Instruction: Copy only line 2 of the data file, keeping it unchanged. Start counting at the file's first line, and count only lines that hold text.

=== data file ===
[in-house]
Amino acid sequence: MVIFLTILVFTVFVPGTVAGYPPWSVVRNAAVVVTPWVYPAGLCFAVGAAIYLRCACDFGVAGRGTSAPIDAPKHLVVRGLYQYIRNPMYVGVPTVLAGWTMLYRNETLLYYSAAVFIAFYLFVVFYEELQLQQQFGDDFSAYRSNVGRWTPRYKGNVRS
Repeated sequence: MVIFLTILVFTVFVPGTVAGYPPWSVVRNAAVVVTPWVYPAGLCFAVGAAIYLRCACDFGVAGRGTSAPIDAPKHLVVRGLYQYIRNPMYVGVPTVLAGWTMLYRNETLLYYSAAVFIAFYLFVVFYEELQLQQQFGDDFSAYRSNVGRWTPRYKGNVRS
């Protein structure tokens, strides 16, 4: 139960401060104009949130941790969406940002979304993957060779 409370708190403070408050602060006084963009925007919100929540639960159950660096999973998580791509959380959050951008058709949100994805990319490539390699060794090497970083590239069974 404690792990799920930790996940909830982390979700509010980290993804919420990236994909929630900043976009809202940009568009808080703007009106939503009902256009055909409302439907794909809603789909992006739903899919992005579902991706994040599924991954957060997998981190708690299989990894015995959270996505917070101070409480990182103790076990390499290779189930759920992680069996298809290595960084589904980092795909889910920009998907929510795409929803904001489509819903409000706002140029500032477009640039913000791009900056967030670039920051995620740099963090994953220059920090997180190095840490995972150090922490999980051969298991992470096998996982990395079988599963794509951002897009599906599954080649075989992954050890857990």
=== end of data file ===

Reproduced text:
Amino acid sequence: MVIFLTILVFTVFVPGTVAGYPPWSVVRNAAVVVTPWVYPAGLCFAVGAAIYLRCACDFGVAGRGTSAPIDAPKHLVVRGLYQYIRNPMYVGVPTVLAGWTMLYRNETLLYYSAAVFIAFYLFVVFYEELQLQQQFGDDFSAYRSNVGRWTPRYKGNVRS